Category: City: Brisbane, Australia

Beau, Administrative Assistant, Brisbane, Australia

photo by Kevin Truong
photo by Kevin Truong
photo by Kevin Truong
photo by Kevin Truong
photo by Kevin Truong
photo by Kevin Truong
photo by Kevin Truong
photo by Kevin Truong
photo by Kevin Truong
photo by Kevin Truong
Beau, in his own words: ” Being gay to me means that I’m a dude who likes dudes. To me it’s a small part of who I am. Its like having brown eyes or red hair – it can help define you – but in reality it’s just a small part of who you are as a person. When someone asks me if I’m gay I will always ask them why. Why do people need to know such an intimate detail as in its more a question about who I sleep with rather then who I am as a person. But I always say after I answer “know you know just a little bit more of who I am.”

I regard three points in my life as my success stories: the first being when I won student of the week in grade 2. After a really bad week at school me and mum had a talk and she told me if I was really good at school she would get me a suprise. So that week I convinced myself that my vitamin C tablets would make me concentrate and make me be good and I took one every morning and snuck one in the afternoon so I could do my homework and on Friday after morning tea my teacher gave me the award and I was able to put my name up on the board with all the other kids. The second time was on Australia Day when I won my award for “the betterment of the region” and listed all of my achievements over the past 12 months and I was so pleased with myself and even more pleased that my grandfather was telling everyone that’s my grandson and all of the older people came to shake my hand and afterwards mum let me hang the award in the hallway so as soon as you came into the house from the backdoor you would see my award hanging there. The third time I felt successful was when I took my partner to my brothers partners parents house for Christmas to meet all of my family – it was the first time my parents had met a boyfriend and I just felt so proud because I was so scared of what they would think of him and me but my dad shook his hand and my mum gave him a hug and it was just like all the times my sister brought her boyfriends home. It felt great.

Like most teenagers I was bullied horribly. I was concussed three times in grade 7 and pushed down a stairwell because I was “a faggot” but after primary school it got better and I have moved on from caring what most of them thought of me because I know now that it’s up to me if I let their words hurt me and sometimes they do but mostly they don’t which is good.

My coming out story begins in grade 8 when my teacher gave us an assignment on two weeks with the queen – a novel – and we had to write letters from one character to another describing what is happening and how they felt and when I handed in my first draft he said to me why don’t you change who is writing to who. Why don’t you try the gay couple in the book and write about them. The gay couple are in their thirties and one is dying of AIDS. I told him I didn’t know anything about gay people and he told me to google coming out stories and start from there. That weekend the family was out and I googled coming out stories and reading every story was like looking into my own mind and connecting the dots as to why I was different. It made no sense to me before that and now I had a word to describe my feelings and I felt so grown up but I had no one to tell. A few weeks later I went to my local youth group camp and met a wonderful girl who was a few years older and she was the first person I told. We would email each other ever day and it was nice to have someone to talk to. My mum got worried and thought this older girl was taking advantage of me and asked my youth group leader to talk to me about it because I wouldn’t talk to them. And then I told him the truth and it was awkward and I asked him not to tell my parents and that I would so that afternoon I told my mum because dad was at work and what I remember most was I was standing at the sink and I drunk a cup of water after each sentence I said. And then she sent me to my room and her and dad talked when he got home and all I heard from their conversation was as long as he is happy. That made me smile.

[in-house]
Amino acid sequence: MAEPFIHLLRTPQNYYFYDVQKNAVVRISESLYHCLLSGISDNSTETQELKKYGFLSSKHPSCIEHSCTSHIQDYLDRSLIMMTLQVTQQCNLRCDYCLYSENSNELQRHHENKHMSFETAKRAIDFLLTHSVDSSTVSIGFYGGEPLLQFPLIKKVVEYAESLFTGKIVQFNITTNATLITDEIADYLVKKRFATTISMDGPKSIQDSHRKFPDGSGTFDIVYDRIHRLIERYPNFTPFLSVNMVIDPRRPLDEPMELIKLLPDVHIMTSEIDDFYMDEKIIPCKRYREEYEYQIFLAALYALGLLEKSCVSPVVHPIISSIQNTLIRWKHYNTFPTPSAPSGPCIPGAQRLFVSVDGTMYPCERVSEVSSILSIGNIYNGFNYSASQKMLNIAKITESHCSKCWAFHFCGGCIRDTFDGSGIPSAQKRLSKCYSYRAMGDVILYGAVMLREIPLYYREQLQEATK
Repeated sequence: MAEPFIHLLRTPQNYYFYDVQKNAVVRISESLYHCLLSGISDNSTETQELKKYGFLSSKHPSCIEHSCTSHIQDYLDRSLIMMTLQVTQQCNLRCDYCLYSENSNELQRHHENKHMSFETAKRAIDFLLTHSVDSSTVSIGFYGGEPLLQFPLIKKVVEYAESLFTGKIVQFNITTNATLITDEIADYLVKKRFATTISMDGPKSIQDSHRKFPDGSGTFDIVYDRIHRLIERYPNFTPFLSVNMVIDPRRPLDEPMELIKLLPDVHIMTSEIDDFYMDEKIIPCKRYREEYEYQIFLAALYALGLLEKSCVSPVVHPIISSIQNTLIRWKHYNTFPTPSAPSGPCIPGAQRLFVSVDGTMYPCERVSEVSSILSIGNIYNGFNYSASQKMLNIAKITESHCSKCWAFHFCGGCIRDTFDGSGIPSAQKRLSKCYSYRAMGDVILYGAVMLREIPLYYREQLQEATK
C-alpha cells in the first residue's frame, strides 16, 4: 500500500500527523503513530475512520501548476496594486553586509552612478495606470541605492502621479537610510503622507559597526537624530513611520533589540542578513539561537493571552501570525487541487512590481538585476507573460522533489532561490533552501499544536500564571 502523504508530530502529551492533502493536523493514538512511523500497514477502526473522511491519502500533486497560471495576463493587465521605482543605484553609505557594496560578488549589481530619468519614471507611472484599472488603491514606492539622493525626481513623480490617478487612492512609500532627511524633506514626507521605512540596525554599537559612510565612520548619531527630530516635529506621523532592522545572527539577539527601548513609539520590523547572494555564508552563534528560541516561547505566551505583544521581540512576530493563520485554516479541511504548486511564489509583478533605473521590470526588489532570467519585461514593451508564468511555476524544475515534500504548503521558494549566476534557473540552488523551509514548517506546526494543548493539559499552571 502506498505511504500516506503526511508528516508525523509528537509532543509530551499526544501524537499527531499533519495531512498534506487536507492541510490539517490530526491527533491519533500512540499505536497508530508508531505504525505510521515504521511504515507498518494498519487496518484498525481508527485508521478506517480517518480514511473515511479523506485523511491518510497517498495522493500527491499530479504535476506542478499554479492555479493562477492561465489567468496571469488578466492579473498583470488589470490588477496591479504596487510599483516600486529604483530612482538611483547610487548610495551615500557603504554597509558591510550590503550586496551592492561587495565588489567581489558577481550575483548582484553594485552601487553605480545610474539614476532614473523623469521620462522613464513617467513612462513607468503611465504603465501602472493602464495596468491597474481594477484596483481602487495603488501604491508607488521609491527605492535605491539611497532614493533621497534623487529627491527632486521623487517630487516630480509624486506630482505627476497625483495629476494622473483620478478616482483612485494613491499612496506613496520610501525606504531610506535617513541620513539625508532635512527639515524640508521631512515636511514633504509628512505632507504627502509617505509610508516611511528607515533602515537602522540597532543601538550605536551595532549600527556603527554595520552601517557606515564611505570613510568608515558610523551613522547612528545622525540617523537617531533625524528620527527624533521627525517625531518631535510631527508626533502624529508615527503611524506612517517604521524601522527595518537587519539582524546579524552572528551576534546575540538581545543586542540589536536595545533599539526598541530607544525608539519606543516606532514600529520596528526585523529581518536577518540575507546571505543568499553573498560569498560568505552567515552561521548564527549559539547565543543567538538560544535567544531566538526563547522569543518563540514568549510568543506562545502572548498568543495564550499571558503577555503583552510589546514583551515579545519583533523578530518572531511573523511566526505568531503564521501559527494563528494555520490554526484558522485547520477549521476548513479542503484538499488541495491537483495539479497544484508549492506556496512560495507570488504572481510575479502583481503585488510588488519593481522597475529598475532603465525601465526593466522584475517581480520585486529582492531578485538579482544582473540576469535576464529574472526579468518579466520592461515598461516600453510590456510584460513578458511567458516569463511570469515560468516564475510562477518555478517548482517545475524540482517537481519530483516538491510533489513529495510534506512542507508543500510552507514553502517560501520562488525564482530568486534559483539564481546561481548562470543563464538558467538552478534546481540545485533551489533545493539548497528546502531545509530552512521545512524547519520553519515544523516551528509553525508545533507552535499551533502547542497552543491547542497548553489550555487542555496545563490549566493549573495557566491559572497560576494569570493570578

The gay community in Brisbane is small but very diverse. It’s well represented of all the different colours of the rainbow but everyone knows everyone and most won’t let you forget if you slept with their ex. In the six years I have been in Brisbane now things have changed a lot but the people stay the same and I find that comforting as you will always get a hello down at the pub.